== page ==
Other candidates could join the fray, and the outcome is uncertain—a striking development in a party that specializes in predictability rather than fireworks.

The fortunes of Merkel and the CDU will be felt around Europe and across the Atlantic.  The Trump administration has made Merkel the target of many complaints: merchandise trade imbalances; Germany’s low defense spending; the North Stream 2 gas pipeline; transatlantic disagreement over Iran sanctions; or the migration crisis that hit Europe in 2015.  What will be the impact of Merkel’s retreat on Washington? First, a change in Berlin is not guaranteed to smooth relations with the Trump administration. Merkel is one of the biggest supporters in Germany of a strong relationship with the U.S., despite the harsh and at times personal rhetoric from the president and the German public’s deep mistrust toward Washington.  The CDU stands out on the German landscape as the party most ready to find practical ways to work with the Trump administration; any successor, regardless of his or her personal inclination, would find it hard to be more accommodating toward the U.S., because the CDU has to govern in coalition.  Second, getting things done with Europe will get harder. Roads to effective political or economic collaboration may run through Brussels but usually start in Berlin. Although some may see a divided Europe as serving American interests, a Europe without leadership will be less able to share defense burdens and take tough positions on international issues where the U.S. needs allies, such as Syria, Russia, or China. Third, the prospects for addressing transatlantic trade will remain complicated: Merkel was crucial to the EU-U.S. trade détente achieved July 25 between President Trump and EU Commission President Jean-Claude Juncker, and she stands out for her pragmatism toward the Trump administration.   The dynamics within the EU, in particular the skepticism of some key member states to Juncker’s approach, are a significant constraint that any future leader will have to manage in addition to internal coalition dynamics.  In the twilight of Merkel’s rule, there is no guarantee transatlantic relations will get easier when she is gone.

The views expressed are those of the author(s) alone. They do not necessarily reflect the views of the American Institute for Contemporary German Studies.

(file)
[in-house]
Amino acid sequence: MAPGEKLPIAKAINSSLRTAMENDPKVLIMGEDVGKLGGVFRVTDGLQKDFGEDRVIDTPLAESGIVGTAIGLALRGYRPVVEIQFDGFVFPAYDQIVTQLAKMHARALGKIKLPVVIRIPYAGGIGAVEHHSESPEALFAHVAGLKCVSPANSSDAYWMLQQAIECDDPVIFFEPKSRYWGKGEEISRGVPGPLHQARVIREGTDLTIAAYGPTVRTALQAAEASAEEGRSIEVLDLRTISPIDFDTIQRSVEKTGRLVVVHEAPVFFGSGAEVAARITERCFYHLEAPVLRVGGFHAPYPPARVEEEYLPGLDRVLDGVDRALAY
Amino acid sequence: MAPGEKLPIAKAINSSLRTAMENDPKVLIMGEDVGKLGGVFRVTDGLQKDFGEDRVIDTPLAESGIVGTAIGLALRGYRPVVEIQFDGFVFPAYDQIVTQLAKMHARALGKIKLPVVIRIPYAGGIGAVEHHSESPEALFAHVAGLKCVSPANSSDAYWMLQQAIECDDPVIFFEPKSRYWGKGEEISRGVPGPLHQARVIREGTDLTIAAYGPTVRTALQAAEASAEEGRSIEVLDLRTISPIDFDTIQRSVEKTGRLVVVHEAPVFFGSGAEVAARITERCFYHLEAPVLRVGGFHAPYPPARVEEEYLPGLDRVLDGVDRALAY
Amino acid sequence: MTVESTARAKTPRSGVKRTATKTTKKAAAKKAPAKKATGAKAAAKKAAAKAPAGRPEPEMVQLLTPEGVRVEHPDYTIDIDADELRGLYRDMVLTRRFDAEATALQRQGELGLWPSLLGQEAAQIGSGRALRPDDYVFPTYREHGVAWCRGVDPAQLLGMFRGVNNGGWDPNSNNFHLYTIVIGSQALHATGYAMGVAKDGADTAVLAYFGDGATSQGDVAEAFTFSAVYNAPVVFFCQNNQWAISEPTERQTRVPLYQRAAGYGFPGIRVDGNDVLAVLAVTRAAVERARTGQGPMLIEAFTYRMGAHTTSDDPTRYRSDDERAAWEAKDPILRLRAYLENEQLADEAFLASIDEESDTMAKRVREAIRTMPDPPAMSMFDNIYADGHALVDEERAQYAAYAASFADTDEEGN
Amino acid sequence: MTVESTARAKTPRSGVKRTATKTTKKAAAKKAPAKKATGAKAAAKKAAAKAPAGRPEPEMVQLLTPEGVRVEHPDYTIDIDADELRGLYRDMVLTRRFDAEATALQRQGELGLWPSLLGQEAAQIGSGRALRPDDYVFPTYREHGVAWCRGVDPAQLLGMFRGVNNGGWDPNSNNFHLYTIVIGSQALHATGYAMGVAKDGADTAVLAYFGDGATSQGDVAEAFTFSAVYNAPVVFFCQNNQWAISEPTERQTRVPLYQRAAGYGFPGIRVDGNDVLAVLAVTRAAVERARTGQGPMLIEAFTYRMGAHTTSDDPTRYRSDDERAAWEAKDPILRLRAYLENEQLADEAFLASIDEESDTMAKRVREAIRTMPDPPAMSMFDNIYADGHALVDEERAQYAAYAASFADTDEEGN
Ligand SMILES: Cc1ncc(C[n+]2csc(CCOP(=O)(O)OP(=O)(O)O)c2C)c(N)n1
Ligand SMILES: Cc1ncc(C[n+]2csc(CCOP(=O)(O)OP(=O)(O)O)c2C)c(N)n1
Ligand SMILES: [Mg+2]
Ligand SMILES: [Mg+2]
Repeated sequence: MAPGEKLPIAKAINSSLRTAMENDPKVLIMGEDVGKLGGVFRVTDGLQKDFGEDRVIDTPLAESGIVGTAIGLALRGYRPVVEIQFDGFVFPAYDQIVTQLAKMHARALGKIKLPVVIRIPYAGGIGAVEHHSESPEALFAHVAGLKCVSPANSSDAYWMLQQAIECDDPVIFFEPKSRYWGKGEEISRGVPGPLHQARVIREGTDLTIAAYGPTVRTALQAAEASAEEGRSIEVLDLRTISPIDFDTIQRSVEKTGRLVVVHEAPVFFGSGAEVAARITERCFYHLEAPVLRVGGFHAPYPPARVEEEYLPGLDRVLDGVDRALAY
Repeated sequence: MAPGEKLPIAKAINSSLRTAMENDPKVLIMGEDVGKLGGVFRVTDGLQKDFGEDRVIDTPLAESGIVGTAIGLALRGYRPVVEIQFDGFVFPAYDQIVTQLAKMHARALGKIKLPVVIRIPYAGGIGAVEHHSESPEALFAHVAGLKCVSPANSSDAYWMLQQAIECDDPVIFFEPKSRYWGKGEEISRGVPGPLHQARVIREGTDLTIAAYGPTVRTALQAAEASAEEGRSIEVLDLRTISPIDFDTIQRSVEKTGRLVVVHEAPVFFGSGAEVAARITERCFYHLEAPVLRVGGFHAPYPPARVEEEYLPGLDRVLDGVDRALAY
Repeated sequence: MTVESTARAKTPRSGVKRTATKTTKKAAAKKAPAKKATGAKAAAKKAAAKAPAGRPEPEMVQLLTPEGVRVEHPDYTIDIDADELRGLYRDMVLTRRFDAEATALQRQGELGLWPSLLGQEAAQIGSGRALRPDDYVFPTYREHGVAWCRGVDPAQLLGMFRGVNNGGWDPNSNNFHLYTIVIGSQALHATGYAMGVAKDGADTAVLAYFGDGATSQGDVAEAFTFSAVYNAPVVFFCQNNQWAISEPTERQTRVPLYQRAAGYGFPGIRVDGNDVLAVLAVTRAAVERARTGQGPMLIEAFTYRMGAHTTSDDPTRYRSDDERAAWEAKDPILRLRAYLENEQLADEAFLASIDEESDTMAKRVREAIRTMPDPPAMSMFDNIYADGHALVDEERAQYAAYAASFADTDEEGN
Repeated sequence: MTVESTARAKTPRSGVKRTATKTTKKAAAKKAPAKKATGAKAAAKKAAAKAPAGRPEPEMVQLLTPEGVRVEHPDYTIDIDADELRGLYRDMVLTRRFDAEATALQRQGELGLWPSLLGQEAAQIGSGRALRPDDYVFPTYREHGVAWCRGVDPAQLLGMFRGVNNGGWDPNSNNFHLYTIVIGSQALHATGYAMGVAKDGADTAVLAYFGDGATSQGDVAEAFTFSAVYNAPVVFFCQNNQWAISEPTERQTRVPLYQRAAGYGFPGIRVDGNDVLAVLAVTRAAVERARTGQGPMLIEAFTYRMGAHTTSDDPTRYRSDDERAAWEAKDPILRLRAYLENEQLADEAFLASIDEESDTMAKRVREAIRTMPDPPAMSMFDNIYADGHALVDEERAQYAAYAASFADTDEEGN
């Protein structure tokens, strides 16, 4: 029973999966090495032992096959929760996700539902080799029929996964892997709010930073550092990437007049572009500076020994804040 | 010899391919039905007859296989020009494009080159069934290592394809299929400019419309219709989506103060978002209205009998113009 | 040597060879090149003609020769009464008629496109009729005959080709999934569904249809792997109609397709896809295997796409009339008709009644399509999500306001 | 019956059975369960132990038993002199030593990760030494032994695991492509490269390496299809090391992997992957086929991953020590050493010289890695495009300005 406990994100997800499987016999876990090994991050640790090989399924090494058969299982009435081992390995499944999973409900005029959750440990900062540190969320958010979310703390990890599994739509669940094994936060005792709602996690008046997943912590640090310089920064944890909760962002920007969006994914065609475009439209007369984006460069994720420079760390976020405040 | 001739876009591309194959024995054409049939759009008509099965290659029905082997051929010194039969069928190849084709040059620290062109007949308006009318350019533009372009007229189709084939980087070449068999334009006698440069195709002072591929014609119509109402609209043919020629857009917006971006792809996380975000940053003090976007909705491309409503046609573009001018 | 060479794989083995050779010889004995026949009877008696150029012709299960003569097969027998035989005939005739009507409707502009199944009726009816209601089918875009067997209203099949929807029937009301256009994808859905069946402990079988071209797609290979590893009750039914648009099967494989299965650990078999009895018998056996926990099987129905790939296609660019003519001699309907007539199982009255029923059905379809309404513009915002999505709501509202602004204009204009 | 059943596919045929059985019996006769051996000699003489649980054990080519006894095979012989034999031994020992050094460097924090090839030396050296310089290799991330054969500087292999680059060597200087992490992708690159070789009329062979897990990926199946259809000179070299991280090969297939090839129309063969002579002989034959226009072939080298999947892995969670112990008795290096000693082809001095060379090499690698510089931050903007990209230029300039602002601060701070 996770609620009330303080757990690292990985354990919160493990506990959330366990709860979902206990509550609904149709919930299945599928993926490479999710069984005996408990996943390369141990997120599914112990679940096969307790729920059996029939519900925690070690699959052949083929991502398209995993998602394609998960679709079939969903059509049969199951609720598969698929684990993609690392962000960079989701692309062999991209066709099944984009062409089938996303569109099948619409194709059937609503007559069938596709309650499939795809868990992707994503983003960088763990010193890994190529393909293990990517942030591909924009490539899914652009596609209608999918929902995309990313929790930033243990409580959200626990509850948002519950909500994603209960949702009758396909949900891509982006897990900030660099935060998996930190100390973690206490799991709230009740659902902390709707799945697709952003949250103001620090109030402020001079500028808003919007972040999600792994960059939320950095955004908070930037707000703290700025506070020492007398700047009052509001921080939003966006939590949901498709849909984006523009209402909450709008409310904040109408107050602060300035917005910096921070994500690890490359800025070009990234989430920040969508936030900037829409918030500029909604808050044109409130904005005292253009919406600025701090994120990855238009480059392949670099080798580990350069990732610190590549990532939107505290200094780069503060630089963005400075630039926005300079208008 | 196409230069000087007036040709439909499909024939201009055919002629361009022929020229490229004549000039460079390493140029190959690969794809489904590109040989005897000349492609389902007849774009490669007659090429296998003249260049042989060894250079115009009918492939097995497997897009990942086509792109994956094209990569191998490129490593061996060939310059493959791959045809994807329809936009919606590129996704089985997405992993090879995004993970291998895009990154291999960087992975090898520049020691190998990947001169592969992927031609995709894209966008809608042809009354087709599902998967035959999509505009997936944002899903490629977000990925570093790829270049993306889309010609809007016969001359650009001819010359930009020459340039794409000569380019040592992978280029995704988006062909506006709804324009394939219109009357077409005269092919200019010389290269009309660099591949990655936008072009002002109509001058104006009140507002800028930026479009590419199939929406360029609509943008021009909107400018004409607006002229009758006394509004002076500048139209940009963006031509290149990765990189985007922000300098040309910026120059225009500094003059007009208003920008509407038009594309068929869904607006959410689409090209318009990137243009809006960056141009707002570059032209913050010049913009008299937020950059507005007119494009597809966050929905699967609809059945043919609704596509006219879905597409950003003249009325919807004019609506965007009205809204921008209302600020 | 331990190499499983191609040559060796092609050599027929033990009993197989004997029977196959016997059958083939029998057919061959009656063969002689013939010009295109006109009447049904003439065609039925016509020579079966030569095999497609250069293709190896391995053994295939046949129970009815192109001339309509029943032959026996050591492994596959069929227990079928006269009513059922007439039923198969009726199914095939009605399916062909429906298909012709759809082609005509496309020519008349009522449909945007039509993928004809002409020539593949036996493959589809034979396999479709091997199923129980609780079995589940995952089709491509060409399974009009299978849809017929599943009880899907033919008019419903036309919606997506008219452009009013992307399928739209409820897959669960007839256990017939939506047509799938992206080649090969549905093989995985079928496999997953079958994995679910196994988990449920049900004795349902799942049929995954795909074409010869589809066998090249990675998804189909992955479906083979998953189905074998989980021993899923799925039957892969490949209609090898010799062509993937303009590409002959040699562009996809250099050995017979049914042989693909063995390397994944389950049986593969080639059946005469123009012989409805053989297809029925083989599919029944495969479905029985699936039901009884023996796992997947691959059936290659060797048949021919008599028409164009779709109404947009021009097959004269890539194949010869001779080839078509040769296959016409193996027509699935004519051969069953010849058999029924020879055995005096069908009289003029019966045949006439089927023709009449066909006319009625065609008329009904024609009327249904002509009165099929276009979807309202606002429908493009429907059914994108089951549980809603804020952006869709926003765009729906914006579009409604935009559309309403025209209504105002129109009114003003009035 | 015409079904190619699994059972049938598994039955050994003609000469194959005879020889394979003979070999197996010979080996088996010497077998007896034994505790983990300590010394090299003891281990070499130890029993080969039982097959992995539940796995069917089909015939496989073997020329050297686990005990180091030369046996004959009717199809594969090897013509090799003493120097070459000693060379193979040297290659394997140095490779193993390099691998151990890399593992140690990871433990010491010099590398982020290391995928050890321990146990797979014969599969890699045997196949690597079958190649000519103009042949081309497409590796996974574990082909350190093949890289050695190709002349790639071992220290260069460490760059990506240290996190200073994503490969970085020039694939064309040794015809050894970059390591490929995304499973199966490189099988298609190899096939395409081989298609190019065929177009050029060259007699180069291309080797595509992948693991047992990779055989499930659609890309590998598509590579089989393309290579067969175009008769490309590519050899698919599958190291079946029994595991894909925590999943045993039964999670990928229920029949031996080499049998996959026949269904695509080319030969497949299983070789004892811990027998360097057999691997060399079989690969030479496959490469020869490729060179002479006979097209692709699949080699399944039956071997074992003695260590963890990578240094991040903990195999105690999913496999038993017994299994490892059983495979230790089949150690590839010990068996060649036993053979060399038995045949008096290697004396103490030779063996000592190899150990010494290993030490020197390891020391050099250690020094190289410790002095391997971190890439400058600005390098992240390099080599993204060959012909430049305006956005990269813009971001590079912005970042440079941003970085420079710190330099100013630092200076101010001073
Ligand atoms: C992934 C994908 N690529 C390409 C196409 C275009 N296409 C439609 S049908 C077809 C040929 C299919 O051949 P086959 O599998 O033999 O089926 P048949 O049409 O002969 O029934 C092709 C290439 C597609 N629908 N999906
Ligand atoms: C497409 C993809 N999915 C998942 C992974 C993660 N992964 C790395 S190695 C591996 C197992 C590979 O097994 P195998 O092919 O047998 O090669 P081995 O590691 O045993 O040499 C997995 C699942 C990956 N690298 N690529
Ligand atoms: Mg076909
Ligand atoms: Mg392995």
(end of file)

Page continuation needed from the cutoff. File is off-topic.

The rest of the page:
Jeffrey Rathke

Jeff Rathke

President of AICGS

Jeffrey Rathke is the President of the American Institute for Contemporary German Studies at the Johns Hopkins University in Washington, DC.

Prior to joining AICGS, Jeff was a senior fellow and deputy director of the Europe Program at CSIS, where his work focused on transatlantic relations and U.S. security and defense policy. Jeff joined CSIS in 2015 from the State Department, after a 24-year career as a Foreign Service Officer, dedicated primarily to U.S. relations with Europe. He was director of the State Department Press Office from 2014 to 2015, briefing the State Department press corps and managing the Department's engagement with U.S. print and electronic media. Jeff led the political section of the U.S. Embassy in Kuala Lumpur from 2011 to 2014. Prior to that, he was deputy chief of staff to the NATO Secretary General in Brussels. He also served in Berlin as minister-counselor for political affairs (2006–2009), his second tour of duty in Germany. His Washington assignments have included deputy director of the Office of European Security and Political Affairs and duty officer in the White House Situation Room and State Department Operations Center.

Mr. Rathke was a Weinberg Fellow at Princeton University (2003–2004), winning the Master’s in Public Policy Prize. He also served at U.S. Embassies in Dublin, Moscow, and Riga, which he helped open after the collapse of the Soviet Union. Mr. Rathke has been awarded national honors by Estonia, Latvia, and Lithuania, as well as several State Department awards. He holds an M.P.P. degree from Princeton University and B.A. and B.S. degrees from Cornell University. He speaks German, Russian, and Latvian.